As part of a series looking at the history of the most prominent Welsh boxers during World War I, we consider the experiences of Freddie Welsh.
Obduracy and single-mindedness were characteristics always associated with Freddie Welsh, and they had helped him rise to the very pinnacle of the boxing world by 1914.
“I can’t say that I ever worried much about what people thought or said of me,” Welsh had said after his controversial 1910 fight with Jim Driscoll. “I have never been able to bow down to rules and regulations.”
Those same characteristics would be evident in the war years as the Pontypridd great took his own path, one that kept him out of the British forces and led to criticism of the fighter in his home country.
Welsh’s long, tireless pursuit of the world lightweight crown had finally been rewarded at Olympia on 7 July, 1914, when he outpointed Willie Ritchie to become Wales’ second world champion.
If his skills had already earned widespread acclaim and significant reward, with the title now in his hands the world was his oyster. But just 21 days after his night of glory, that world was plunged into the chaos of war.
The champion was lucky to get back to this country before the English government grabbed him and sent him to the front
Initially the changes that would be wrought by the conflict may not have been fully understood.
On 8 August, 1914, the Pontypridd Observer reported on a local boxing show in Tonypandy where the visiting Welsh was greeted as a hero as he spoke of his plans to tour the UK fighting exhibitions before returning to the United States, where he had fought for most of his career.
Stage appearances were a tradition for new world champions, and Freddie fulfilled dates in Liverpool, Weston-Super-Mare, Aberdare, Ferndale and Tylorstown.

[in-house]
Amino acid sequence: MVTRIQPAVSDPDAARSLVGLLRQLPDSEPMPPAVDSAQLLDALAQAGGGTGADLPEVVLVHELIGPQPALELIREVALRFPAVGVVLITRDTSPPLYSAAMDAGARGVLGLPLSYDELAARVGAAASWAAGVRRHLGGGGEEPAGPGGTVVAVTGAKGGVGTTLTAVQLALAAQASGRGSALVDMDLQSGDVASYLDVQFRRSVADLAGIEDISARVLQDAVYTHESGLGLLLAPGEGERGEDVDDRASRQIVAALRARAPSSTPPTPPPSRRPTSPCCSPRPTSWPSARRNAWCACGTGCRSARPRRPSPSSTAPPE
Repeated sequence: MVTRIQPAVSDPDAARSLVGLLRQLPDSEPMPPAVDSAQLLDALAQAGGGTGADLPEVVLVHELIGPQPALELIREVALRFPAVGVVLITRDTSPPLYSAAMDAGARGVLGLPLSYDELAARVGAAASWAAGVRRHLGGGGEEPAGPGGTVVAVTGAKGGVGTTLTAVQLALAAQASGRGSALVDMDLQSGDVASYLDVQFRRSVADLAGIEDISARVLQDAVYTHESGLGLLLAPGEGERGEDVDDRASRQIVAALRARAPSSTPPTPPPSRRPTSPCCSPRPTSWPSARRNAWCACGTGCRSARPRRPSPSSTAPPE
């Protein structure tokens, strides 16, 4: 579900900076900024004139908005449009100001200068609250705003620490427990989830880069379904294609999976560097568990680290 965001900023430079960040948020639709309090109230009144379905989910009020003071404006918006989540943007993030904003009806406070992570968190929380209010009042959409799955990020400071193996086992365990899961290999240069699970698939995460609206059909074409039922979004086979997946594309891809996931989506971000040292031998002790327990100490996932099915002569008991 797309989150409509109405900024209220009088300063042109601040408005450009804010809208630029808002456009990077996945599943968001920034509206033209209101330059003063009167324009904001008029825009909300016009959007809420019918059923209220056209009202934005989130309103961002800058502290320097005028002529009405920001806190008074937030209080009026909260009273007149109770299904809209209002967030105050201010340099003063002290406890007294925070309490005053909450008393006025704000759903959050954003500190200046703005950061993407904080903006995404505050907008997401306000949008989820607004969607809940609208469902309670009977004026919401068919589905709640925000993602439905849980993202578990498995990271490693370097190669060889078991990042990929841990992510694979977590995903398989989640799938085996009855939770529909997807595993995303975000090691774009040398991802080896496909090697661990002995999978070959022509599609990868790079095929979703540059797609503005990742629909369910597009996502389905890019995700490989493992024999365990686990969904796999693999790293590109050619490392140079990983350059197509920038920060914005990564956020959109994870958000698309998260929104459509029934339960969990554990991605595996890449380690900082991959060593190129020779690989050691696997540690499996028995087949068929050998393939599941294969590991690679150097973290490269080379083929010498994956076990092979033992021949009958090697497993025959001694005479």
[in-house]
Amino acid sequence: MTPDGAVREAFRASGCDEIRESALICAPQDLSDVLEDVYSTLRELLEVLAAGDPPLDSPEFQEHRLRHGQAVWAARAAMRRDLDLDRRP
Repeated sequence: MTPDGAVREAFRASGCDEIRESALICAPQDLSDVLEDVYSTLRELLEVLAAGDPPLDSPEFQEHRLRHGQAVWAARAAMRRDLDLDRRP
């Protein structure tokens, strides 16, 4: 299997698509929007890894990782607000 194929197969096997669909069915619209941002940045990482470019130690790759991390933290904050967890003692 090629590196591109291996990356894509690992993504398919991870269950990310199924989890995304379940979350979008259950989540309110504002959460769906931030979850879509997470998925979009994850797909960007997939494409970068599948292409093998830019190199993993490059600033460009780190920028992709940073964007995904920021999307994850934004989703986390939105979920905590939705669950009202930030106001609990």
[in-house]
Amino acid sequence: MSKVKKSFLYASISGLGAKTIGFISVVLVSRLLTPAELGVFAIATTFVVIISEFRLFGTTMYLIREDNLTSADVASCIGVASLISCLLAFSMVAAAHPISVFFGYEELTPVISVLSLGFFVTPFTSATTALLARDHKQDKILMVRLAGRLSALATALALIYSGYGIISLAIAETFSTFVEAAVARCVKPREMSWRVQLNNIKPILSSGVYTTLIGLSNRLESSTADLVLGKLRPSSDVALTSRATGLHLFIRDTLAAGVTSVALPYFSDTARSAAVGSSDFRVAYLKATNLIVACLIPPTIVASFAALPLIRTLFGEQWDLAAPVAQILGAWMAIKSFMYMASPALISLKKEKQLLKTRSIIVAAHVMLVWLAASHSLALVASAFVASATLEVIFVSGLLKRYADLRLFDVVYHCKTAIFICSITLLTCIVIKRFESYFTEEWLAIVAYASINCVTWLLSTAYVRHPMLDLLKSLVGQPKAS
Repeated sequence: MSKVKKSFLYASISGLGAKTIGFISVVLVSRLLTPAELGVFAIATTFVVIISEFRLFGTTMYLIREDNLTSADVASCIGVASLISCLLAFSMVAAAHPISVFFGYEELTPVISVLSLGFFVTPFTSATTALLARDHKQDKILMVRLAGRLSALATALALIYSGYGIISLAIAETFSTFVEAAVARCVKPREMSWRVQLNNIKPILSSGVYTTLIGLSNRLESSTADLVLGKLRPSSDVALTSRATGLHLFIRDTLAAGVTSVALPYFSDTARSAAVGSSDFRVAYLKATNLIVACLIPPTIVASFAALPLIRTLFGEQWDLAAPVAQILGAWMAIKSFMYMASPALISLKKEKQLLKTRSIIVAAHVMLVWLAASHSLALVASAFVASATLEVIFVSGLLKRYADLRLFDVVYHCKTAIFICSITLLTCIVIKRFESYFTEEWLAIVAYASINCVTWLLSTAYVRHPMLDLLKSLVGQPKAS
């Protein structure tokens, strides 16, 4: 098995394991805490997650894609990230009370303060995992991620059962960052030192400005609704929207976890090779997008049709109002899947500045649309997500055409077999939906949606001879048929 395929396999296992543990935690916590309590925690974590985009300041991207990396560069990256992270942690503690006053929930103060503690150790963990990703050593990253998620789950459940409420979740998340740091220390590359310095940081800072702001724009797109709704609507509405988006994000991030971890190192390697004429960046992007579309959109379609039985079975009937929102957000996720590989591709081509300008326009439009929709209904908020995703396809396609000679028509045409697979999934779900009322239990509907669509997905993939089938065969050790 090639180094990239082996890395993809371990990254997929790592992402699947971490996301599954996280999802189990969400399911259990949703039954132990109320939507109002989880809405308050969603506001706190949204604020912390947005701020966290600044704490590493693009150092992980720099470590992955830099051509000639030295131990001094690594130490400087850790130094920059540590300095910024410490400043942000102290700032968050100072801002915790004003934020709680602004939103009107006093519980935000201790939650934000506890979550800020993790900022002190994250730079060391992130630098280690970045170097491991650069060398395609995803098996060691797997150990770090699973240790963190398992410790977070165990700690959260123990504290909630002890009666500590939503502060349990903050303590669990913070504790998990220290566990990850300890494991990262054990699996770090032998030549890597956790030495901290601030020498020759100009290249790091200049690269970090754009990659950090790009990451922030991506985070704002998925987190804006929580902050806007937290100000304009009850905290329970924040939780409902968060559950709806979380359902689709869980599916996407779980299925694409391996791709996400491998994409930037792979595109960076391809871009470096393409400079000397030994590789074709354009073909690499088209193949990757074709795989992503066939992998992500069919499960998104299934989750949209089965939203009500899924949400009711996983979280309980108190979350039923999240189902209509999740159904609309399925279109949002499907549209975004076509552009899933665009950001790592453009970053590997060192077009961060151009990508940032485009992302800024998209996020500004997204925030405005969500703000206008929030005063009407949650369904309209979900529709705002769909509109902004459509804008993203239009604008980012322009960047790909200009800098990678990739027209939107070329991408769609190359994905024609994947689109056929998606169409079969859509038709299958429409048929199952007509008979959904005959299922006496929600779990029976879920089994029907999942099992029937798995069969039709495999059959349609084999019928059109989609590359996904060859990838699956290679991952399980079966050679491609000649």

Further dates were curtailed, though, and it has been estimated that the war cost him over $50,000 in European music hall engagements alone, while a planned series of fights in Britain were now out of the question.
In fact, the new champion would never again fight on this side of the Atlantic – all his remaining bouts until his eventual retirement in 1922 would be in the States or Canada. Unlike contemporaries such as Johnny Basham, Welsh’s profile in the States meant he would not be short of career opportunities away from the European carnage.
The Pontypridd Observer report would suggest that there was little initial criticism of Welsh’s decision to return to the US, but later press treatment – on both sides of the Atlantic – would seem to view his choice with a knowing, somewhat judgemental air.
As quoted in Andrew Gallimore’s excellent book Occupation Prizefighter, in July 1914 Sam C Austin wrote in New York’s National Police Gazzette:
“Freddie Welsh will probably sidestep the glory of serving with the British colours in the pending difficulty, and may soon be expected back in America, where the somewhat belated profits to be accrued from his championship victory over Willie Ritchie awaits him.
“Freddie may be counted upon to tackle all the aspirants for the lightweight title if the money is in sight, but first he will put in a few weeks on the American stage. Then there will be three weeks or a month to get in shape after his early life, so chances are it will be well along toward the spring before the new lightweight boss gets into action again.”
Welsh was fortunate enough to use a personal connection with a manager of the White Star Line to secure first-class passage to New York on the Olympic for him and his family at a time when millionaires were forced to travel in steerage.
On 28 August the US sports writer Bat Masterson wrote: “The champion was lucky to get back to this country before the English government grabbed him and sent him to the front to aid in whipping the Germans.
“Welsh, if he could shoot with a rifle as he can with a boxing glove, would make a splendid soldier, and it is surprising that the English government let him get away without giving him a chance to show what he could do with a gun.”
Other US sportswriters called the new champion a coward.